Author Bio: Leslie Paik is a qualitative sociologist whose research interests are youth, families, and law and society. Before coming to ASU, she was a professor of sociology at The City College of New York and the CUNY Graduate Center. She also was selected as a Member in the School of Social Science at the Institute for Advanced Study in Princeton, NJ, (2020-2021). Dr. Paik earned her PhD at the University of California, Los Angeles and a BA at Brown University.
We will keep collecting profiles through the next few months and scheduling them as they come in. We’ll do our best to publish the profiles of students on the market in fall 2021 as quickly as possible. The other profiles will be scheduled in with our other announcements and postings on the website.
Work and Family Researchers Network Early Career Fellowships:
The Work and Family Researchers Network (WFRN) is seeking applicants for its 2022-2023 Early Career Work and Family Fellowships. The goal of the program is to help promising young scholars establish career successes and integrate them within the WFRN research community.
Fellows receive a 2022 membership in the WFRN, conference registration, and $250 to attend an Early Career Fellowship Preconference (June 22, 2022) and the 2022 WFRN Conference (June 23-25, 2022) in New York City.
To be eligible, candidates must have received their doctorate in 2017 or later and have yet to progress into tenured or secure senior level positions. Information about the program can be found via this link, or apply directly here. The deadline for applications is November 1st, 2021. Questions about the program can be addressed to the program director, Lindsey Trimble O’Connor at firstname.lastname@example.org.
Greetings! We invite you to attend our Academy of Management Symposium titled, “Changing Landscapes: Gender Inequality and Remediation in Labor Markets and Organizations.” The session is a live, synchronous, and virtual session taking place on July 31 2021 from 8 a.m. to 9:30 a.m. EST (New York Time) (UTC-4). We are pleased that this symposium was a finalist for “Best Symposium” for the CAR Division for AOM.
Although there has been progress in understanding some aspects of gender inequality, the hiring process and its contributions to gender inequality in labor markets and organizations remains unclear, leaving knowledge of the potential solutions for gender inequality incomplete (Petersen and Saporta, 2004). This symposium brings together four papers that deepen our understanding of inequality by focusing on changes in labor markets and organizations. A paper by Burbano, Padilla, and Meier examines an important but overlooked job characteristic—gendered differences in preferences for meaning at work —that may in part explain occupational segregation by gender—and are more pronounced in national contexts with greater levels of education and economic development. In another paper, Sterling, Gilmartin, and Sheppard suggest that informing employer’s beliefs about men’s and women’s abilities—instead of improving women’s self-beliefs about abilities—could be the pathway by which the gender pay gap lessens. Wang examines how laws in the U.S. (i.e. salary history bans) that address a specific juncture in the wage-setting process—initial salary offers prior to the negotiation stage—can reduce historic inequalities by disrupting path dependencies in wages. And finally, a paper by Zhang investigates how technological change such as e-commerce adoption by retail companies, may improve racial and gender equality in hiring and promotions.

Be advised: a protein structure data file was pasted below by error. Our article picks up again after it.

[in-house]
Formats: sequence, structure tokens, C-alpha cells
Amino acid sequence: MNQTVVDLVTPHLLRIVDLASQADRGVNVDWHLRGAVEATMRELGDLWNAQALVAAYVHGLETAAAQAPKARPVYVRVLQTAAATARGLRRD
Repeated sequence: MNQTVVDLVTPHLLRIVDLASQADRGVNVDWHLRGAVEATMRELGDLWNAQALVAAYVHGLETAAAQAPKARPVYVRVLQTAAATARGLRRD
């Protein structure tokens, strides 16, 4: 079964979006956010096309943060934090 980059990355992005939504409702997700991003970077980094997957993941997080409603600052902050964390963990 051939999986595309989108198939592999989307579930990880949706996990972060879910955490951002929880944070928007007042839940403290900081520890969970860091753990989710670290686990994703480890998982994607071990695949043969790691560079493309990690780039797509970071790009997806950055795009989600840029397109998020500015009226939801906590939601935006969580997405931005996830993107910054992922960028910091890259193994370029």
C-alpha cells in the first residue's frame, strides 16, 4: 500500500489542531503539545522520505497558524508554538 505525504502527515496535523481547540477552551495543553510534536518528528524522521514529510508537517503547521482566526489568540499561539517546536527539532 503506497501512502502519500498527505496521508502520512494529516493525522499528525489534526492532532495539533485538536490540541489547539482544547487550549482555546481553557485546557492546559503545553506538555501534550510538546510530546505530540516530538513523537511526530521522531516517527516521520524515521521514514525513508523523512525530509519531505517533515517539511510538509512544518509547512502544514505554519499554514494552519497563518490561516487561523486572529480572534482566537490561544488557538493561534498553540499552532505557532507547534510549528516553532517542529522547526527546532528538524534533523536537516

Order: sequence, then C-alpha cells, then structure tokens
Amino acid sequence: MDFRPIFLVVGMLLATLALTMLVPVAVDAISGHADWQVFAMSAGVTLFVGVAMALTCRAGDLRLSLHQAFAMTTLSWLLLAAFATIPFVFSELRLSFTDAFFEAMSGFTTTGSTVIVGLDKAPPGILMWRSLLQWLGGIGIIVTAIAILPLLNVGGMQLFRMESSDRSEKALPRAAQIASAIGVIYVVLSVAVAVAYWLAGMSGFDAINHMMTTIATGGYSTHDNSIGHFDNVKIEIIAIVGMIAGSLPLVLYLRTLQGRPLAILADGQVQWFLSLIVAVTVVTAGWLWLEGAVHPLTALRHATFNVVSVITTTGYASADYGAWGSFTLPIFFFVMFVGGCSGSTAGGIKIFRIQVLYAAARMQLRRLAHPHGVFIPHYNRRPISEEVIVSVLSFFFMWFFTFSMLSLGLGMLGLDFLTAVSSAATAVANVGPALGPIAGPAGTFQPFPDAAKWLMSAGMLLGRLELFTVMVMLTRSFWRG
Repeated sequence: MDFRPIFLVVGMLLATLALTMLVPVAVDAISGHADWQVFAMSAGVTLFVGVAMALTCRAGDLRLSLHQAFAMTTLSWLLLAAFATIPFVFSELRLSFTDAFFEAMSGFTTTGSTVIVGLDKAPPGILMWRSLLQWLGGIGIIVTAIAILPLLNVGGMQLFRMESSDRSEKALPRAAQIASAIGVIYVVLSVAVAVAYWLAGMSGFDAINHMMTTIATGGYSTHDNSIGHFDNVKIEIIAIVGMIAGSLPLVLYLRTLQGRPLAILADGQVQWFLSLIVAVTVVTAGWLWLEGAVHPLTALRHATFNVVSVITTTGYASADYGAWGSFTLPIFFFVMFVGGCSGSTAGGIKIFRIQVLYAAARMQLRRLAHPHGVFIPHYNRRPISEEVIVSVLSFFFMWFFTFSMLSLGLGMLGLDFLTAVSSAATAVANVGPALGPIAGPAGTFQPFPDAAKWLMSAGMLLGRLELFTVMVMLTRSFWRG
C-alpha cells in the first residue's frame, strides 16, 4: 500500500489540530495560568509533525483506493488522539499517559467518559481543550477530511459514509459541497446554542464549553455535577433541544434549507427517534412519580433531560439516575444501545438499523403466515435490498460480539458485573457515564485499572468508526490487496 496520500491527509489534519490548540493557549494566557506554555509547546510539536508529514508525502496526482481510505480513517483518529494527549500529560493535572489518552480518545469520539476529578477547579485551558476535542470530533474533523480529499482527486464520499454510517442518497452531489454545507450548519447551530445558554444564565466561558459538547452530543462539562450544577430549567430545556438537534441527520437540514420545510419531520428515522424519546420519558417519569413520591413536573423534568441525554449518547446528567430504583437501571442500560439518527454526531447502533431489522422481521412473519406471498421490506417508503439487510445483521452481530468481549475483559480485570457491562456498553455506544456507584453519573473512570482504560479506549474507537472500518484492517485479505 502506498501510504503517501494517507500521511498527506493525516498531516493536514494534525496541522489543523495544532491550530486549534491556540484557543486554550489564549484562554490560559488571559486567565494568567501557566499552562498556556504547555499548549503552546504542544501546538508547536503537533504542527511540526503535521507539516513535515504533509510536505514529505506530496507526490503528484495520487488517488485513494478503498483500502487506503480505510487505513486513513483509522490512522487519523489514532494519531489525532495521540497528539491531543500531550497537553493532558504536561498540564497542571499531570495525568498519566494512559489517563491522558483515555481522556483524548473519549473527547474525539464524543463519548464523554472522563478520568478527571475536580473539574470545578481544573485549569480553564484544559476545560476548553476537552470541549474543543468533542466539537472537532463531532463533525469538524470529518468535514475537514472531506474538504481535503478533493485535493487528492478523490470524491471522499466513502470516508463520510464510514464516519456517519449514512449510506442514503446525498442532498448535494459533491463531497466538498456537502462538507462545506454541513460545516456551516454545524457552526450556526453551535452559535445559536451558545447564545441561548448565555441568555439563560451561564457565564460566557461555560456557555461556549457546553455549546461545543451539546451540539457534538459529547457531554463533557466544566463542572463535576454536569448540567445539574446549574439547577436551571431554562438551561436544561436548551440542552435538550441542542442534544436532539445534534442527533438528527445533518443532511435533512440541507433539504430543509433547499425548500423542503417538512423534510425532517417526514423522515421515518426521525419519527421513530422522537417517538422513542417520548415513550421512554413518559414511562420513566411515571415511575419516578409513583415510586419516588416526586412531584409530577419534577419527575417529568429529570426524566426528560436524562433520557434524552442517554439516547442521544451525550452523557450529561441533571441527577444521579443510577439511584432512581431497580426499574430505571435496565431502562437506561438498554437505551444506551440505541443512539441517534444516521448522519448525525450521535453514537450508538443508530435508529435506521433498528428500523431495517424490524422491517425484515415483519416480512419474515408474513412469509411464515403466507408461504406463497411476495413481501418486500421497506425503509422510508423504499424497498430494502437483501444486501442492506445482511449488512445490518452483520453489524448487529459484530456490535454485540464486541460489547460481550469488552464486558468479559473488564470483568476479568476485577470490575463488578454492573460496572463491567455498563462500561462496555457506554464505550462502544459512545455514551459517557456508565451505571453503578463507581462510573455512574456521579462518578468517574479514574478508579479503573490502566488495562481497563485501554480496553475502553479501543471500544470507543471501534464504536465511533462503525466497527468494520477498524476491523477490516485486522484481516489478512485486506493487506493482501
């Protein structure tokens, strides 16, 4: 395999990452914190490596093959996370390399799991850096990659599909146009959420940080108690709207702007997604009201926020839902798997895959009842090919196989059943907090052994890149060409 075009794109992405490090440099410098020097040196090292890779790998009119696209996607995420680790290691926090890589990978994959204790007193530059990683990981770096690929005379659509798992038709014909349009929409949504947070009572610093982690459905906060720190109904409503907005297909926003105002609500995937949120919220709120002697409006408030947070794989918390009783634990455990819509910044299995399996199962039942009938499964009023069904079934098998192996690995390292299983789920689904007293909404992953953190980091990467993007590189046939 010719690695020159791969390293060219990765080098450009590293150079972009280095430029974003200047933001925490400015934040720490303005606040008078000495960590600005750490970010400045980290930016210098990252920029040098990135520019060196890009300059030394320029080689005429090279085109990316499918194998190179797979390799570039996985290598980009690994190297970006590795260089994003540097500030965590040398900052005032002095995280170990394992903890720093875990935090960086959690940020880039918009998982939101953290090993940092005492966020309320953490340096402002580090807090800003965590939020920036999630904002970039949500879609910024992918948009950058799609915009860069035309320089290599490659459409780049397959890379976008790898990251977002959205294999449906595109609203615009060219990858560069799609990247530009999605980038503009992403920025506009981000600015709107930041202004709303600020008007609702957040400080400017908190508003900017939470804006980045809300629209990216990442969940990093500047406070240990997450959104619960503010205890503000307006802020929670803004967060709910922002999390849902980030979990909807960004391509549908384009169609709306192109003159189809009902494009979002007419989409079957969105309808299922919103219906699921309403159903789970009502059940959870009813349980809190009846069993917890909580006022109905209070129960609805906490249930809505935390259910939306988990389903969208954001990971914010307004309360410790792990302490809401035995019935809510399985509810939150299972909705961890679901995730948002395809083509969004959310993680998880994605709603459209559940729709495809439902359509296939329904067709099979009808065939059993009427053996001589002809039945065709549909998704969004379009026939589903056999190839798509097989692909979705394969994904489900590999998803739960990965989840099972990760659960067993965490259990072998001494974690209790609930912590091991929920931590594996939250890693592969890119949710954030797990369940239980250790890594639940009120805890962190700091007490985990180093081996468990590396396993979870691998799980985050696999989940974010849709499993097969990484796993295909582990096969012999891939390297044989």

Matthew Bidwell, University of Pennsylvania, Discussant Vanessa Burbano, Columbia University, Presenter Adina Sterling, Stanford University, Presenter, Co-Organizer Shiya Wang, Stanford University, Presenter, Co-Organizer Letian Zhang, Harvard University, Presenter
Additional Paper Authors
Shannon Gilmartin, Stanford Stephan Meier, Columbia University Nicolas Padilla, London Business School Sheri Sheppard, Stanford University
You are invited to participate in the AOM PDW Filling the Void: Researching Our Latinx Experience (session 1190).
Managerial research that addresses the complex and contextual nature of the Latinx workforce in the USA is almost non-existent. Yet, Latinx-identified people compose the largest minority group in the USA. This PDW will engage Latinx and allies in conversation to voice our concerns, begin a discussion, and set in motion a research agenda that acknowledges and accurately depicts the Latinx experience within contemporary organizations.
Tuesday August 3rd, 2021, 7:30 am – 9:00 pm (PDT)
The PDW will be conducted as a live session.
We look forward to seeing you on August 3rd!
Carlos J. Alsua – University of Arizona
Monica Gavino – San Jose State University
Carlos Gonzalez – Cal Poly Pomona
Patricia Martinez de Sanchez – Loyola Marymount University
Desiree Pacheco – IESE Business School
Florencio F. Portocarrero – University of California Irvine
We are pleased to announce that the Organization and Management Theory (OMT) division will once again hold a virtual Doctoral Student Consortium as part of the Academy of Management (AOM) Annual Meeting. This year the consortium will be scheduled on a dedicated “consortium day” on Wednesday August 4th, 2021.